These illusions are what psychologists call ‘heuristics and biases’. There are too many to list herex but the sum total of these biases is that none of us are really as smart as we think we are. A major reason why this is the case is that the shortcuts our brains take means mistakes are often made not because the right answer is too hard but because the wrong answer is too easy. It also means that, as Bob Hoffman noted in his peerless Advertising Week Europe 2014 address, “if you expect people to be logical, you’re barking up the wrong species”xi.

You can see the problem this poses for collecting insights into consumer behaviour. Taken on its own, the behavioural turn suggests that the insight industry has been thinking about how consumers consume and process marketing messages in the wrong way. If nothing else, it suggests that we need to find ways to ask better and more penetrating questions.

Except the second important development in psychology we introduced earlier, the rise of the ‘adaptive unconscious’, argues that the real problem is that consumers never really understand why they think, feel, and act in the way they do. Even more damning, this line of research suggests that the explanations people provide for their feelings and behaviour come after the fact, and are interpretations rather than clarifications. Fiery Cushman captured this best when he said “we are shockingly ignorant of the causes of our own behaviour… the explanations that we provide are sometimes wholly fabricated, and certainly never complete”xii. Cushman labelled these pseudo-explanations ‘confabulations’. Is it any wonder that the ‘insights’ we’ve been collecting using conventional market research methods have proved so lacking in foresight?

The notion that we are (in the words of the title of one of the best summaries of the research on this topic) ‘strangers to ourselves’ seems preposterousxiii. The explanations we offer for our attitudes and behaviour by definition feel right. But the evidence is clear that we’re just fooling ourselves. In particular, a number of experiments demonstrate how we all underestimate the context that our behaviour occurs in (and our attitudes are created in). The classic example here is Donald Dutton and Arthur Aron’s ‘love on a suspension bridge experimentxiv. In this experiment men were intercepted by a female researcher as they walked across the Capilano Canyon Suspension Bridge in Vancouver and asked to complete a short survey. They were also given the researcher’s phone number, and told she was willing to answer any questions the men had about the survey. The Capilano Canyon Bridge was chosen because it is the epitome of vertiginous. It is a narrow slat bridge that sways in the wind, wobbles when you walk on it, and is about 250 feet above the water.

Dutton and Aron repeated the experiment on a conventional bridge in the Capilano Park, one that was much sturdier than the suspension bridge and only about 10 feet above a small stream. Under these conditions, only about one-in-eight of the men surveyed called the researcher while over half of the men intercepted on the suspension bridge did. Dutton and Aron argued that the men on the suspension bridge misread the nervousness experienced on the suspension bridge for attraction to the researcher. This idea sits behind what psychologists call ‘non-specific arousal’. This argues that when our bodies experience a state of arousal we look for the most available explanation to understand the emotion. In other words, the same sensation of arousal gets labelled ‘fear’ or ‘anger’ or ‘passion’ depending on what is going on around us. We can see another example in the work of John Bargh from Yalexv. This demonstrates that how we perceive others can be influenced by something as unremarkable as the drink we have in our hand. Bargh’s research shows that people judge others to be more generous and caring while they hold a warm cup of coffee. Even more bizarre, people tend to act more generously if they have just held something warm (and less generously if they have held something cold). As Daniel Kahneman pointed out, what these examples demonstrate is how our ability to make sense of the world rests on “an almost unlimited ability to ignore our ignorance”.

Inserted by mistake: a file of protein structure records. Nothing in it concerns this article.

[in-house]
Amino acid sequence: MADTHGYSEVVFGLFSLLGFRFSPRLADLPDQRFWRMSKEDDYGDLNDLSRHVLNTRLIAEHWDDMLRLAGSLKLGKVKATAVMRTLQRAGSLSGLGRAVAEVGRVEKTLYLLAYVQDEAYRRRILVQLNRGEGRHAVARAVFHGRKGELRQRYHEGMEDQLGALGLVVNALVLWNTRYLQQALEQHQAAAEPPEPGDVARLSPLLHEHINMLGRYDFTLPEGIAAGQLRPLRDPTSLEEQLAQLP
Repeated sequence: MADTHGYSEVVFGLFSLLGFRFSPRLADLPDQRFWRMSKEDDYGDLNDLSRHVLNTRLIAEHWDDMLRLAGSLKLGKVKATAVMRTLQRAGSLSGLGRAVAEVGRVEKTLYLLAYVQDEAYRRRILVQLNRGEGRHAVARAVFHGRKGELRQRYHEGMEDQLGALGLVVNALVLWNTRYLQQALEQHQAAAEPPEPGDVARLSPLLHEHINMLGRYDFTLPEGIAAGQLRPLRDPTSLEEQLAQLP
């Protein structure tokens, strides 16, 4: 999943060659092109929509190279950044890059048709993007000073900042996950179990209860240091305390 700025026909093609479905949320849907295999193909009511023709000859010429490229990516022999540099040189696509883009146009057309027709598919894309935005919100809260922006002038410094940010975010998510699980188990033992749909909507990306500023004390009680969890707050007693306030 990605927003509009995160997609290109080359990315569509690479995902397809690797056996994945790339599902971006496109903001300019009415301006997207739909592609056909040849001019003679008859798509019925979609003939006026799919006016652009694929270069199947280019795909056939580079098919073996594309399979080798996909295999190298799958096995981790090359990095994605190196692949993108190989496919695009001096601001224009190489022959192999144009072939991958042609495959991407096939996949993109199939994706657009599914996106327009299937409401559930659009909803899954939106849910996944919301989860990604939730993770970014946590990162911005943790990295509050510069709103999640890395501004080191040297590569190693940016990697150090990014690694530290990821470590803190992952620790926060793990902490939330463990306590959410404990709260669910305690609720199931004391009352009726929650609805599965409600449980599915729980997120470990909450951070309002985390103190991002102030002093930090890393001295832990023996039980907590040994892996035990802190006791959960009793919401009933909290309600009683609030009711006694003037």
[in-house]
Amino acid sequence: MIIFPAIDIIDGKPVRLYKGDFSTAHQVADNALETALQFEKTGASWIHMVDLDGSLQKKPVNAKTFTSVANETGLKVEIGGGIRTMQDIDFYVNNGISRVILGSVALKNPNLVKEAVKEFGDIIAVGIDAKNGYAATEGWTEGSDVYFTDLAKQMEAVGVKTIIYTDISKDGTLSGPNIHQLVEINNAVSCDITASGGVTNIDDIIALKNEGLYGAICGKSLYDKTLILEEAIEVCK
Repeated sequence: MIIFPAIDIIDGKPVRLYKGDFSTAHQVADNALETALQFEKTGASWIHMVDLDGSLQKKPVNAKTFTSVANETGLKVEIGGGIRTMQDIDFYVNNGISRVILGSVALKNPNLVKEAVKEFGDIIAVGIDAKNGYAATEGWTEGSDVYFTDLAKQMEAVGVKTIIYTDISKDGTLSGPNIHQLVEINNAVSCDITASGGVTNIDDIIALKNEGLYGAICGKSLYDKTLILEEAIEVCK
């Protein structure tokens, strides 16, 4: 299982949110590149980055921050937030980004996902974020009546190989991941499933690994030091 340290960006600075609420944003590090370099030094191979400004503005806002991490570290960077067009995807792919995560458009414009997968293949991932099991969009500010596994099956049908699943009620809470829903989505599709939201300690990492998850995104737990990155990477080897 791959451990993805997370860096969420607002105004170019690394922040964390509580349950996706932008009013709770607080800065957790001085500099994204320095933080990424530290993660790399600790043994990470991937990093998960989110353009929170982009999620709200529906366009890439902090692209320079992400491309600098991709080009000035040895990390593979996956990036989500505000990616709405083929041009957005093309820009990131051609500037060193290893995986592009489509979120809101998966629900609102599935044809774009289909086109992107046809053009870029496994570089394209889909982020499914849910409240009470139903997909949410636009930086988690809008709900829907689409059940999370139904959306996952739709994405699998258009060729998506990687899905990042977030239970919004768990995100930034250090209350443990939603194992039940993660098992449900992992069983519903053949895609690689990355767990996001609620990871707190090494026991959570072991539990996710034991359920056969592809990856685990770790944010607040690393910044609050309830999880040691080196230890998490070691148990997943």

Three Major Takeaways About Psychology, Insight, and Marketing

  • Park your assumptions about your customers and let the insight emerge from the research. Instead of testing hypotheses, use a ‘grounded theory’ approach where theories are built from the accretion of observations.
  • Accept that insight is not about finding the ‘true’ cause of behaviour but about understanding the stories consumers tell themselves about their behaviour.
  • Bring your insight partners into conversations about product and service development to socialise and test ideas about how these will be interpreted by consumers. Remember Richard Feynman’s advice to marketers everywhere “The first principle is that you must not fool yourself — and you are the easiest person to fool”xvi